the Southern Grampians, Victoria and Western Australia’s Margaret River. Among other highlights, 2018 welcomes international tours to China and Europe; regional and metropolitan residencies; Australian recording initiatives; intimate Close Quarters gigs in unique spaces across the country; and the continuation of our successful morning series at UKARIA Cultural Centre. As we continue our collaboration with some of the country’s finest artists, festivals and innovators, our 2018 program of activity includes: our association with the Melbourne Symphony Orchestra for the Metropolis New Music Festival, our collaboration with the Port Fairy Spring Festival to
celebrate the Songlines of this country through the inspirational ‘Quartet and Country’ project; and our partnership with Jumpgate VR on the development of our new ASQ digital platform.
Left to right: Dale Barltrop plays a 1784 Guadagnini Violin, Turin. Francesca Hiew plays a 1748-49 Guadagnini Violin, Piacenza. Stephen King plays a 1783 Guadagnini Viola, Turin. Sharon Grigoryan* plays a c.1743 Guadagnini Violoncello, Piacenza, ‘Ngeringa’. *Currently on maternity leave.
Guadagnini Quartet Project In 2010, UKARIA embarked on one of the most significant philanthropic projects in Australia’s musical history - the acquisition of a unique quartet of rare stringed instruments (c.1743-1784) crafted by Giovanni Battista Guadagnini. Guadagnini is one of history’s foremost luthiers, in company with Stradivarius and Guarneri del Gesu. This matched set of instruments, held in trust by UKARIA and made available as a set in perpetuity to Australia’s most outstanding string quartet, is unprecedented anywhere in the world. The current recipients are the Australian String Quartet. The instruments included in the collection are: 1784 Guadagnini Violin (Turin) 1748-49 Guadagnini Violin (Piacenza) 1783 Guadagnini Viola (Turin) c.1743 Guadagnini Cello ‘Ngeringa’ (Piacenza) Through the generosity of Ulrike Klein AO, The Klein Family Foundation, Maria Myers AC, Allan Myers AC, The James and
Diana Ramsay Foundation, Didy McLaurin, Joan Lyons, David McKee AO and Pam McKee, and many other donors, UKARIA completed the project on 18 December 2017, raising the funds to acquire all four instruments at a total cost of $6,183,188. This project has brought together a group of visionary patrons who understand the significant cultural value in a collection of this calibre. Philanthropic Champions Ulrike Klein AO Klein Family Foundation Allan J Myers AC Maria J Myers AC James Diana Ramsay Foundation Didy McLaurin Joan Lyons Mrs F.T. MacLachlan OAM David McKee AO and Pam McKee Pauline Menz Dr Rabin Bhandari Lang Foundation Hartley Higgins The Board of UKARIA also recognises and thanks the following donors who have each made a significant contribution to this project:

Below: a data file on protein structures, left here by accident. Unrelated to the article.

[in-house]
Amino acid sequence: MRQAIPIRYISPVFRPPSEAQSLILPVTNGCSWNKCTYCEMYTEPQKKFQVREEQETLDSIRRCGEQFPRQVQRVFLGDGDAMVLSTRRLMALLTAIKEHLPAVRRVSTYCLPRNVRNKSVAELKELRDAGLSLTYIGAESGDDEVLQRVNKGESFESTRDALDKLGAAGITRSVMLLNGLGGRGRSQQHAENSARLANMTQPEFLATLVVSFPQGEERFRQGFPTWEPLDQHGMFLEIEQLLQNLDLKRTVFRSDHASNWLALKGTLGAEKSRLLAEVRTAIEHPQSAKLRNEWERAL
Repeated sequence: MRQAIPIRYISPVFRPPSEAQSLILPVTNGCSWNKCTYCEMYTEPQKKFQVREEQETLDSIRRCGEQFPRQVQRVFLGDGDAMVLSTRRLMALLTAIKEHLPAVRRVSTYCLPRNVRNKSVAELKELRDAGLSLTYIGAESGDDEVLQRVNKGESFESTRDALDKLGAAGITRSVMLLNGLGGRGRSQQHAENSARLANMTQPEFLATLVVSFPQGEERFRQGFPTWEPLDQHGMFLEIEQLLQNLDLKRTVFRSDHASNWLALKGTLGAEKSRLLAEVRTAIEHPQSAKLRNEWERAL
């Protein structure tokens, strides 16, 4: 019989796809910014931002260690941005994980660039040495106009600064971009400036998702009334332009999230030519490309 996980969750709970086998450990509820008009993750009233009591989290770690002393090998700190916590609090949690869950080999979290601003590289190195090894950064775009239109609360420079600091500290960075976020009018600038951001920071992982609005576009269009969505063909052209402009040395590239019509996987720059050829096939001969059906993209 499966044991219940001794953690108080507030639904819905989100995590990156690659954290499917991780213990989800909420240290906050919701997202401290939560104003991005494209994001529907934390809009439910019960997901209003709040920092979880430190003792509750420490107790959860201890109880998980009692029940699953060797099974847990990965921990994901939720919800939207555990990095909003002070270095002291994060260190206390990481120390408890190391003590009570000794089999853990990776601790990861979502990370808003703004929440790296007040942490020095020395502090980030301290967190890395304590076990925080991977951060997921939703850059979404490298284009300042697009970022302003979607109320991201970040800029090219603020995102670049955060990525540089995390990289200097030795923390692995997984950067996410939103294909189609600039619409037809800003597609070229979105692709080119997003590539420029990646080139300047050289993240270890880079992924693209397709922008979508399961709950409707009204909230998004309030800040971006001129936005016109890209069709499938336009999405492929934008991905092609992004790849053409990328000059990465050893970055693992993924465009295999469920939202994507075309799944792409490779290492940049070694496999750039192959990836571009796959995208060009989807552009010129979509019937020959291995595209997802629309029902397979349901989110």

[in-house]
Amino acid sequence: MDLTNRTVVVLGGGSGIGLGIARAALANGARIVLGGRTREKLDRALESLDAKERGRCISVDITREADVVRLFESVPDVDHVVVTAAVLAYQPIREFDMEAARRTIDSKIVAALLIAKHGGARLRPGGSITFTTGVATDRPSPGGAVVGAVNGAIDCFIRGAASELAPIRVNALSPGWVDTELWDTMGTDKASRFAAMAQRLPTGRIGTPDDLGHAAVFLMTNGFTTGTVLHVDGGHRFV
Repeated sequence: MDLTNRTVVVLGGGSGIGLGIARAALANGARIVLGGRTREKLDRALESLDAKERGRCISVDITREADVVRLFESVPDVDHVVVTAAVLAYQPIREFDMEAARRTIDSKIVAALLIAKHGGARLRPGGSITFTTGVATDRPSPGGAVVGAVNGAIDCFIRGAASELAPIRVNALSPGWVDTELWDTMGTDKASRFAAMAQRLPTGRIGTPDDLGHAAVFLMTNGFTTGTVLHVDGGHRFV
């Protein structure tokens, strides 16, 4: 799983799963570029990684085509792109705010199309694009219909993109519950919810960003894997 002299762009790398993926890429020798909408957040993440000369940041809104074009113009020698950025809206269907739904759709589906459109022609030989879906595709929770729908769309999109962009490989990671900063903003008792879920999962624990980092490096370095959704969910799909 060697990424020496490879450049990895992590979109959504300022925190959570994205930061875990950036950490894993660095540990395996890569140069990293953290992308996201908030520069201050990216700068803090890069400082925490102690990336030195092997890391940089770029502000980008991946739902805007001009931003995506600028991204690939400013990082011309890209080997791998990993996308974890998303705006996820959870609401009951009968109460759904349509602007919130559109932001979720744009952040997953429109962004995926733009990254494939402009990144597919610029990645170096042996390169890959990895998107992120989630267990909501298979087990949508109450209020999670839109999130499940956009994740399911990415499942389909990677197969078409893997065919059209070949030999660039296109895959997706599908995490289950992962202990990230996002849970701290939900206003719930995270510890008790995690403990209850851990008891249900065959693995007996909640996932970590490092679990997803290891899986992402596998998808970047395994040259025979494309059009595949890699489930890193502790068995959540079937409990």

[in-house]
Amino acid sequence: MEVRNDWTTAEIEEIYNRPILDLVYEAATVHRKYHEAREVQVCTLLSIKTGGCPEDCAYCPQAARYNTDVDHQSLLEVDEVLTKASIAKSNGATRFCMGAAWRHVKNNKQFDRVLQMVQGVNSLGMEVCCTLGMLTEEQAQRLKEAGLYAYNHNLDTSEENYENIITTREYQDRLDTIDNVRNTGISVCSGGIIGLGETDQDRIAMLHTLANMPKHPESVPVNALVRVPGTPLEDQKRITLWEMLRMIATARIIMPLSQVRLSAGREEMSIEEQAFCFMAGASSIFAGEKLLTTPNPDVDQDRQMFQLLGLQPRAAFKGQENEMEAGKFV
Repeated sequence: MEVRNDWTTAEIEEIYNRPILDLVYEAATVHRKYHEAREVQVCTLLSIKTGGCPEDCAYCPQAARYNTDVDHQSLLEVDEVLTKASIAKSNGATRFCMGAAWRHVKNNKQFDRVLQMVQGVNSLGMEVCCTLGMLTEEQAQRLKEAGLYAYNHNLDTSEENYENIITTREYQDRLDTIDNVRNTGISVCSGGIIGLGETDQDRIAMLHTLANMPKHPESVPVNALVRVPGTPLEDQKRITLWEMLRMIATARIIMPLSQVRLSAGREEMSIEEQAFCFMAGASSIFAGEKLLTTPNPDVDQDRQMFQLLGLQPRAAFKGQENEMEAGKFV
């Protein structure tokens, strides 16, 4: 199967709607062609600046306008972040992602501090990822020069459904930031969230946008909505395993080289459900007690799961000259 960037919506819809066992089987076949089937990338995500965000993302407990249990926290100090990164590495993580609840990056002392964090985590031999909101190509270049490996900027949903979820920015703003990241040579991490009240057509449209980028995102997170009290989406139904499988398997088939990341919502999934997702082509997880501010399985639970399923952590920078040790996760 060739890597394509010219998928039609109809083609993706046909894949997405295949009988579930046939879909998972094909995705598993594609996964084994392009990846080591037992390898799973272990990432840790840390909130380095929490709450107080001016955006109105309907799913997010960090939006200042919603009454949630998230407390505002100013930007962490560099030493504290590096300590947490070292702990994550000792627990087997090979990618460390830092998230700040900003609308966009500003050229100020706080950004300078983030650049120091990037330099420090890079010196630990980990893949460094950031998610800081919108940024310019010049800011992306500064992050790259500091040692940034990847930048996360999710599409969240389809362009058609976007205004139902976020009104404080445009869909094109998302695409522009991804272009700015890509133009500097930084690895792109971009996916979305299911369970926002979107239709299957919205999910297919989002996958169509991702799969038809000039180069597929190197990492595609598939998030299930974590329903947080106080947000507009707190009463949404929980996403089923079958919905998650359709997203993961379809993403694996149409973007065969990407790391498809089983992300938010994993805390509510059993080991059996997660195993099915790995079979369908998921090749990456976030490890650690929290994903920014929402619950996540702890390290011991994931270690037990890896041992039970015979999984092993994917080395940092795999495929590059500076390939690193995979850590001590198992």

Major Gifts Don and Veronica Aldridge Elizabeth Clayton John Clayton Colin and Robyn Cowan Katherine Fennell Frances Gerard Julian and Stephanie Grose Andrew and Hiroko Gwinnett Richard Harvey AM Lyndsey and Peter Hawkins Janet and Michael Hayes Jari and Bobbie Hryckow Thora Klein Tupra Pastoral Company Macquarie Foundation Mr H.G. MacLachlan Mrs S.T. McGregor Peter and Pamela McKee Janet McLachlan Robert O’Callaghan and Pam O’Donnell John Phillips Margaret Piper Jill Russell Nigel Steele Scott Sidney Myer Fund Mary Louise Simpson Gary and Janet Tilsley Ian and Pamela Wall Janet Worth
Guest Artist Cello Michael Dahlenburg was born in Melbourne and studied cello with Howard Penny at the Australian National Academy of Music and with Molly Kadarauch at University of Melbourne. He also studied conducting with John Hopkins AM OBE and Christopher Seaman. As a chamber musician, Michael has toured Australia, Asia and Europe and has played in numerous festivals around the globe. He is a founding member of Hamer Quartet (first prize, audience prize and Musica
To every patron who contributed to this project we thank you for your support. To learn more visit UKARIA.com
Photo: Agatha Yim POLYPHONIC PICTURES
Viva grand prize winner of the 2009 Asia Pacific Chamber Music Competition), and ARTARIA, whose debut album was released in 2018. Michael is the principal cellist of the Melbourne Chamber Orchestra. He has played as soloist with the Melbourne Chamber Orchestra and Auckland Philharmonia Orchestra and as a conductor he has led the Melbourne Chamber Orchestra, the Adelaide Symphony Orchestra, orchestras for ANAM, and numerous state music camps.